Which is why, as a GWU alumnus, it has always bugged me that Gee Dub’s teams are the Colonials, not the Continentals.

          But in the case of a team in Hartford, I can see “Colonials” referring to the state’s heritage as one of the original colonies.

        • Chance Michaels | August 2, 2010 at 11:11 am |

          I don’t think that anyone’s doubting the use of “Colonials” as an historical term. Only that it fell out of favor when those colonies declared themselves to comprise an independent nation, and consequently ceased to be colonies.

          Which was, incidentally, about a decade after the French and Indian War. “Colonial militia” is perfectly appropriate when discussing the 1760s, since that was what they called themselves at that time.

          Not that “Colonials” is anything less than a legitimate nickname. I just think its fascinating, since American iconography seems to look back in time to 1776 but no further (especially in New England). Choosing a mascot from the pre-Revolutionary War era is either a bold move, or reveals a general lack of historical knowledge on somebody’s part.

        • The Jeff | August 2, 2010 at 11:21 am |

          Maybe it isn’t a pre-war reference. Perhaps they’re even more bold than you think. What’s the opposite of a Patriot? A Colonial. Connecticut is part of New England, afterall.

    • EddieAtari | August 2, 2010 at 4:06 pm |

      A colonial is a type of house, which ironically (in the Alanis Morissette sense of the word) can be found all throughout New England…

    • Roger Faso | August 2, 2010 at 4:31 pm |

      Colonial … http://0.tqn.com/d/a...

      Coming next season … the San Fernando Valley Ranches.

  • Ricko | August 2, 2010 at 10:26 am |

    This weekend there was much talk at UW of familiar faces in new uniforms, and right in the middle of all that, something almost the opposite came up. I heard mentioned that the Vikings have all 22 starters returning. Man, it would be interesting to discover the last time THAT happened in the NFL. Plus, 98% of the roster is the same as last year (Chester Taylor’s gone).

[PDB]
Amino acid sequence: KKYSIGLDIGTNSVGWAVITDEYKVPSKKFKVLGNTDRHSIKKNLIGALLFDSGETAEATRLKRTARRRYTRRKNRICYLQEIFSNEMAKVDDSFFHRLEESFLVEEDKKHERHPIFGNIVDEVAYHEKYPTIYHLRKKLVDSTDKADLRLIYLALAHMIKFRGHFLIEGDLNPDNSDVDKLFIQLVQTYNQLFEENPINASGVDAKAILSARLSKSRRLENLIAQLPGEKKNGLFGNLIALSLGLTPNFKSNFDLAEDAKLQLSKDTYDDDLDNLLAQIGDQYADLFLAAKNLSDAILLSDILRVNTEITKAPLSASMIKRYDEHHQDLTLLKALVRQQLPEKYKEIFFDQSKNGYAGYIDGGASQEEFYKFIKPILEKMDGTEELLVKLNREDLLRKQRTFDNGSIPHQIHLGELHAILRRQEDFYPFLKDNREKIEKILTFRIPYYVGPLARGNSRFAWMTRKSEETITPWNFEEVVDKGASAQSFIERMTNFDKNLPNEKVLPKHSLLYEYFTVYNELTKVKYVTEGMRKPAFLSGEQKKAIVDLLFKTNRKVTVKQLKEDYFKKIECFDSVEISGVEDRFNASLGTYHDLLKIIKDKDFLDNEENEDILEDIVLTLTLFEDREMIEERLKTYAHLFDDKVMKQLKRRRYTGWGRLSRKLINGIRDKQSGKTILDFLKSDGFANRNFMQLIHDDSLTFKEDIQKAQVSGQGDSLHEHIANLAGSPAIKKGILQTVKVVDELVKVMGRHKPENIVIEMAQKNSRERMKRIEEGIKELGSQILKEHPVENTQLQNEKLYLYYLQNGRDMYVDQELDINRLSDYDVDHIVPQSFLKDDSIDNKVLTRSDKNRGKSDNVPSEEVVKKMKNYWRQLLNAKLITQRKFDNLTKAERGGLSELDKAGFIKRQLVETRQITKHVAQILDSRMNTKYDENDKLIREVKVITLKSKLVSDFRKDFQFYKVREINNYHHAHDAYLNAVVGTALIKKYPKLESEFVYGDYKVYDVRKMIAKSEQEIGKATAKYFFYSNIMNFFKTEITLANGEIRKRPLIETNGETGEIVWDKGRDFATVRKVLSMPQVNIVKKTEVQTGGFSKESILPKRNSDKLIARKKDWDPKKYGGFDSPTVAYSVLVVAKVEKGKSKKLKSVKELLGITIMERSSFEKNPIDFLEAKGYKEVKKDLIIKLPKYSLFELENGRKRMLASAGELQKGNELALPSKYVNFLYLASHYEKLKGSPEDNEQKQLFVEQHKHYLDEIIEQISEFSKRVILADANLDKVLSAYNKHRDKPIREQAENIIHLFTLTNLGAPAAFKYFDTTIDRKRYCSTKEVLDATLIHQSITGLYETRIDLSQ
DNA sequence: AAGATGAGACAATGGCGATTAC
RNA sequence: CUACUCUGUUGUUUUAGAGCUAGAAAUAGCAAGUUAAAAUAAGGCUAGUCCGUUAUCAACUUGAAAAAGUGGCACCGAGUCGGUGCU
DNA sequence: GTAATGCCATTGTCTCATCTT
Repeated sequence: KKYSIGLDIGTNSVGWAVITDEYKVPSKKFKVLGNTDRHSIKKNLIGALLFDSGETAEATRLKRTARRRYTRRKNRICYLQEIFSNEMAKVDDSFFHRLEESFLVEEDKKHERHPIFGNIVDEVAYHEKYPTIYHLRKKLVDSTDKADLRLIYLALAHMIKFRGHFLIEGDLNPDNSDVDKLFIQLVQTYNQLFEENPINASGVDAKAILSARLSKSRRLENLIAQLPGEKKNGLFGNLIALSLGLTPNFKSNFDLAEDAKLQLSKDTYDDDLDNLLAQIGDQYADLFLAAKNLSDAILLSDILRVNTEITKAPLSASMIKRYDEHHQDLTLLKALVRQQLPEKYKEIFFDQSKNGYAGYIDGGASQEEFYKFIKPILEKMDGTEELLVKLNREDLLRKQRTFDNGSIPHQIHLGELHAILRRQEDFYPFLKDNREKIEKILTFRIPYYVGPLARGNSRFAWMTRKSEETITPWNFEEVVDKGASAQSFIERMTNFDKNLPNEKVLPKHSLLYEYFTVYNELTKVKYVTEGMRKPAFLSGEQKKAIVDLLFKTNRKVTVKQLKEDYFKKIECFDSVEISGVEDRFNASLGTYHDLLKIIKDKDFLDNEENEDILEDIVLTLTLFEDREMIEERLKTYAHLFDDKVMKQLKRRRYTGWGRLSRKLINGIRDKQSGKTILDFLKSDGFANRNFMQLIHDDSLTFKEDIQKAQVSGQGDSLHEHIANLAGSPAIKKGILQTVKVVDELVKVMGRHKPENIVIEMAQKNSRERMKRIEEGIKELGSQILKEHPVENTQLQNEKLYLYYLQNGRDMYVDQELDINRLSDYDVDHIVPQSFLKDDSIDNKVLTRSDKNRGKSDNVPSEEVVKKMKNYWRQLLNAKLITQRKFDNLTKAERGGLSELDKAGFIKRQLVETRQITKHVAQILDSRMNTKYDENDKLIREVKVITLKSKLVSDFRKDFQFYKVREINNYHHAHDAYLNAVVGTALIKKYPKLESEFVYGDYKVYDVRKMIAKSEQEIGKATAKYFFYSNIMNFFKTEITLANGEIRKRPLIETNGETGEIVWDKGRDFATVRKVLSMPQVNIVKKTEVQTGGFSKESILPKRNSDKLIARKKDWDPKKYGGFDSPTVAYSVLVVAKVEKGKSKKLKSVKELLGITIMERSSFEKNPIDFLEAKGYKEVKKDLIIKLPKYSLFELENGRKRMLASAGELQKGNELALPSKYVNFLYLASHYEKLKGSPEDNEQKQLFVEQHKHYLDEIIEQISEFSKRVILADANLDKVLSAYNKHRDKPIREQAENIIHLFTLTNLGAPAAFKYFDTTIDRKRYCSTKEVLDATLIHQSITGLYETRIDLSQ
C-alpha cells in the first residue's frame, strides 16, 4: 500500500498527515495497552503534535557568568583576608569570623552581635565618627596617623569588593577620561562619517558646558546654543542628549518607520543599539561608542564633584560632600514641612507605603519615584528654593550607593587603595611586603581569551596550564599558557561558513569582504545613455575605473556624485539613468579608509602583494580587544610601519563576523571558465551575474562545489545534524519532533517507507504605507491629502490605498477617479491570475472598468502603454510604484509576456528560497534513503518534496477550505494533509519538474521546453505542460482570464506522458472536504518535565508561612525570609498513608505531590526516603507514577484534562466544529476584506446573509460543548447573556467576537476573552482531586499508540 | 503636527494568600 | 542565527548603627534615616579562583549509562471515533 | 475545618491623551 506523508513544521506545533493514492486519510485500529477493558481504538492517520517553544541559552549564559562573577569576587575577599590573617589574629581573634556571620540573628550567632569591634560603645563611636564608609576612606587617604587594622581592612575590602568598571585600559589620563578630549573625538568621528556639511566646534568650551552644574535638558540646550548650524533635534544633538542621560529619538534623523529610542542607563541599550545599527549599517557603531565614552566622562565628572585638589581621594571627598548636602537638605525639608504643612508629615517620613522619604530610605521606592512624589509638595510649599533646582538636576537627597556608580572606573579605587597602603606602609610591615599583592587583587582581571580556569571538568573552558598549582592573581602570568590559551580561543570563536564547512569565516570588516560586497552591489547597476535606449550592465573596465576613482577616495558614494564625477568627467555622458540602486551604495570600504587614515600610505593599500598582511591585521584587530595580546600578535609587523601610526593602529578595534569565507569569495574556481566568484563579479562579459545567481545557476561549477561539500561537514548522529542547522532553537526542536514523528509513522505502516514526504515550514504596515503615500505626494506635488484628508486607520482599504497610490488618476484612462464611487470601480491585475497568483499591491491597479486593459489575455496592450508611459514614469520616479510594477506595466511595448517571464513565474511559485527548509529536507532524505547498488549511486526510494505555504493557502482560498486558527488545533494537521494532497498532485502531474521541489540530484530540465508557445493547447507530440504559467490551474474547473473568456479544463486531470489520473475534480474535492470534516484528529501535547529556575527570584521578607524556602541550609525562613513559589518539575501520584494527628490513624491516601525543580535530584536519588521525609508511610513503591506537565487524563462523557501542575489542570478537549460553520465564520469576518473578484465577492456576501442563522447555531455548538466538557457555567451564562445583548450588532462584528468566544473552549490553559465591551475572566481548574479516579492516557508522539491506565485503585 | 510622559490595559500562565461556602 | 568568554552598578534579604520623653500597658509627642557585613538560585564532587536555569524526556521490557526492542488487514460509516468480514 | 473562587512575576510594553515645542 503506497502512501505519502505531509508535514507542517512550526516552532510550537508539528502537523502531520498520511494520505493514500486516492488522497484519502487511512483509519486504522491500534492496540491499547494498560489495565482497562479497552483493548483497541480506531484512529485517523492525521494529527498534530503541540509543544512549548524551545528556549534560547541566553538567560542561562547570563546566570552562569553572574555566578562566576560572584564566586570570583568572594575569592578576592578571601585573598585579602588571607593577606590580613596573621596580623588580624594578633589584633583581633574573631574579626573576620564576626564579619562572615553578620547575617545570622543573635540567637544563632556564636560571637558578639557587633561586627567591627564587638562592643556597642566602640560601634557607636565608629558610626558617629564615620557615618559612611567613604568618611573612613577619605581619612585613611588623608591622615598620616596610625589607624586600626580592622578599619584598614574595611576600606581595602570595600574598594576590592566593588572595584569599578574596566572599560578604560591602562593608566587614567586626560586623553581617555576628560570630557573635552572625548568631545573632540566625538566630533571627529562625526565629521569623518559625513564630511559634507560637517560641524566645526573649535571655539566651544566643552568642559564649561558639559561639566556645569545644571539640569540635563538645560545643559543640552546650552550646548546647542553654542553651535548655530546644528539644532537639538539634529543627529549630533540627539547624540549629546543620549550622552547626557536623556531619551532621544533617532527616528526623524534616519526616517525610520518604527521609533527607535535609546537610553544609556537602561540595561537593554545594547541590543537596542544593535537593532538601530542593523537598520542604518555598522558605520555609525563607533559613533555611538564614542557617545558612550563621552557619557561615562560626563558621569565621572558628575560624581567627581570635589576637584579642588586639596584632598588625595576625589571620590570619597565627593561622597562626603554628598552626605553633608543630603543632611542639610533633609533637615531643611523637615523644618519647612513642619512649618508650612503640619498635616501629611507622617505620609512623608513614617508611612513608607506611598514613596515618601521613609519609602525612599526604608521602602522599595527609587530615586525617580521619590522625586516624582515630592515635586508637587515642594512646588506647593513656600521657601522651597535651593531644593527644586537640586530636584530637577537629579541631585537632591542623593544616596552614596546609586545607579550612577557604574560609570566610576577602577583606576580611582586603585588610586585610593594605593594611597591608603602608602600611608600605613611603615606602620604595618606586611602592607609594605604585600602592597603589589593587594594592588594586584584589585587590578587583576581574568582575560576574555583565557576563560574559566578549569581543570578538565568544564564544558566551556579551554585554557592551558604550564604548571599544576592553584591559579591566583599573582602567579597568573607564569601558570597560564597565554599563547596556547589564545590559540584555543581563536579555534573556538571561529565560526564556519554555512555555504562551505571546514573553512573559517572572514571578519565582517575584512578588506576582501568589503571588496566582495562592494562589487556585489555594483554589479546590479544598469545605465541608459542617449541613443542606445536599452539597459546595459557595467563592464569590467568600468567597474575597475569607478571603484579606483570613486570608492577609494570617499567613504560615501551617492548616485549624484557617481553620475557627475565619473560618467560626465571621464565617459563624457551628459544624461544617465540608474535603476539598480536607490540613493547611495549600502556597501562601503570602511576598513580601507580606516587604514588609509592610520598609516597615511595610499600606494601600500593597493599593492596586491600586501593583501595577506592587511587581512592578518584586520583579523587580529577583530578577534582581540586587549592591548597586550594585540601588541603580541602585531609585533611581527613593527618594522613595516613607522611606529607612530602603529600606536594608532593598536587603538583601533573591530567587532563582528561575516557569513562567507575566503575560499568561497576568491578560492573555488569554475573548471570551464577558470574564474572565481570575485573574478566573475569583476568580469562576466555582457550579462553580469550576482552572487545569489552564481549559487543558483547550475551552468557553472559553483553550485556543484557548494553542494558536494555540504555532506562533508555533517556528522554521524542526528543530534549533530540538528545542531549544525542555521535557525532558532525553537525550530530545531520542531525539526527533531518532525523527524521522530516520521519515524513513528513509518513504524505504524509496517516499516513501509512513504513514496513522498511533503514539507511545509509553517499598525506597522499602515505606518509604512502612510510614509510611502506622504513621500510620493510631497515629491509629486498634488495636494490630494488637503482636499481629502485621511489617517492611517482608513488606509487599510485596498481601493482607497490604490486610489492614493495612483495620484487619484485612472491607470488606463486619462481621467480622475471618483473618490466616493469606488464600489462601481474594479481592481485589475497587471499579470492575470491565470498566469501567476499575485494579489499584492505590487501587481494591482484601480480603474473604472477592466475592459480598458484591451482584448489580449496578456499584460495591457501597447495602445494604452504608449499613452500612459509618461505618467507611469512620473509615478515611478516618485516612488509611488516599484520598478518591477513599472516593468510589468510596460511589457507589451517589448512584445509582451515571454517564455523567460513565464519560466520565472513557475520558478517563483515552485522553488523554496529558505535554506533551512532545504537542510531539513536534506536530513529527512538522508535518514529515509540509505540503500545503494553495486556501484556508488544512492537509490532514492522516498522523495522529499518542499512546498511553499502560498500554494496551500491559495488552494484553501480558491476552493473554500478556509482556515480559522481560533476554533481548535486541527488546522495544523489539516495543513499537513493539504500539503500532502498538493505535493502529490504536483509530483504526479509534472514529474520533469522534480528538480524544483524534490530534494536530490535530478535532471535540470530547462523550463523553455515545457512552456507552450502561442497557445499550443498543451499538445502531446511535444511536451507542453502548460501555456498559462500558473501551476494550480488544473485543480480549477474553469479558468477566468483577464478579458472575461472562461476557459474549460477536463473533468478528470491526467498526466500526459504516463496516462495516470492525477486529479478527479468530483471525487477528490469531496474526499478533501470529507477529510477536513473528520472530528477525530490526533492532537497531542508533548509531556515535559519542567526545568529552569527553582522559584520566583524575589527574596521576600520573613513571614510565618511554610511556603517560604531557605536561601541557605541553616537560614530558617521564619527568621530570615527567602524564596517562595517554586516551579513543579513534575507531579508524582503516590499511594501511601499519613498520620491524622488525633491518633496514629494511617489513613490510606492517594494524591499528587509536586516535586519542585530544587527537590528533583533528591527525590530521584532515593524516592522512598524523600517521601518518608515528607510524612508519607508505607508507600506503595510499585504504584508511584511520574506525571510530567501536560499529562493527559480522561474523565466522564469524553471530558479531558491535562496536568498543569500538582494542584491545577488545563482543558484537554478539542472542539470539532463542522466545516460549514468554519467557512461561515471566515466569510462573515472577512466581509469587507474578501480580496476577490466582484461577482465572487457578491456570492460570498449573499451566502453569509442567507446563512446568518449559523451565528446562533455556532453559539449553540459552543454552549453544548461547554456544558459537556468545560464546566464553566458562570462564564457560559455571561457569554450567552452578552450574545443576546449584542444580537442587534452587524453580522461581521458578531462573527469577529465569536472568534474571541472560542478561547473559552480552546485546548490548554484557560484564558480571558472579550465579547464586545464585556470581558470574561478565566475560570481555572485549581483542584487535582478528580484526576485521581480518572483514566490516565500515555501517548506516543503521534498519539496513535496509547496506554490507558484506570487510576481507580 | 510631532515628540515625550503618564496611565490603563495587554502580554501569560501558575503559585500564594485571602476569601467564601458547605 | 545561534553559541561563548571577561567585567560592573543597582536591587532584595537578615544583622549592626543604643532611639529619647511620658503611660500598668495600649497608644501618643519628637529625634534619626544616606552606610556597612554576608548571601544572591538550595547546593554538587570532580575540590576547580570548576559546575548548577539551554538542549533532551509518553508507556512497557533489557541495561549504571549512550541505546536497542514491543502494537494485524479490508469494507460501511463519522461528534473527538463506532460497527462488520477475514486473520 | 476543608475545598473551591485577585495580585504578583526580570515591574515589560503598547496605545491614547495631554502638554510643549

Not saying whether good or bad, just quirky. Actually, by today’s NFL standards, almost…bizarre.

    —Ricko

    • marc | August 2, 2010 at 11:44 am |

      Is that 22 including Favre? Has he decided yet or does he have yet to make “The Decision?”

    • Ricko | August 2, 2010 at 12:02 pm |

      Anyone really think that issue’s in doubt? If they do, they’re drinking ESPN’s kool aid rather than really looking at how the off-season’s gone.

      And I don’t expect an hour long special for him to say something like…
      “I’ll be taking my talents to South Beach.”

      Right. And if you had a friend who changed jobs for one in New Orleans and he told you about it by saying, “Yes, I’ll be taking my talents to the Big Easy” you’d think he was a pompous ass.

      —Ricko

      • Chance Michaels | August 2, 2010 at 1:26 pm |

        Yes, we would.

        And yes, LeBron is a pompous ass.

  • Chris Hilf | August 2, 2010 at 10:47 am |

    Omaha Nighthawks = Miami Sharks from Any Given Sunday.

    • Ricko | August 2, 2010 at 10:54 am |

      I remember that movie. That was the one that was about a league like the NFL but the costume designers watched the Arena League instead (evidently).

      —Ricko

    • The Jeff | August 2, 2010 at 10:55 am |

      Let us just hope that no one decides to imitate the Dallas Knights from that movie.

      • Jim Vilk | August 2, 2010 at 11:45 am |

        I second that. I wouldn’t wear that monstrosity at all.

        • LI Phil | August 2, 2010 at 11:56 am |

          i donno jim…

          i could totally see you in this…marching off to war

        • Ricko | August 2, 2010 at 12:04 pm |

          Now, if Temple changed its nickname to “Templars”…

          But then we’d lose those great tiled football pants the Owls wear.

          —Ricko

        • Gusto44 | August 2, 2010 at 12:09 pm |

          I liked that jersey from “Any Given Sunday”, but my recollection was the team’s nickname wasn’t the Knights. I thought it was something like the Emperors, and John Unitas played the head coach.

        • The Jeff | August 2, 2010 at 12:19 pm |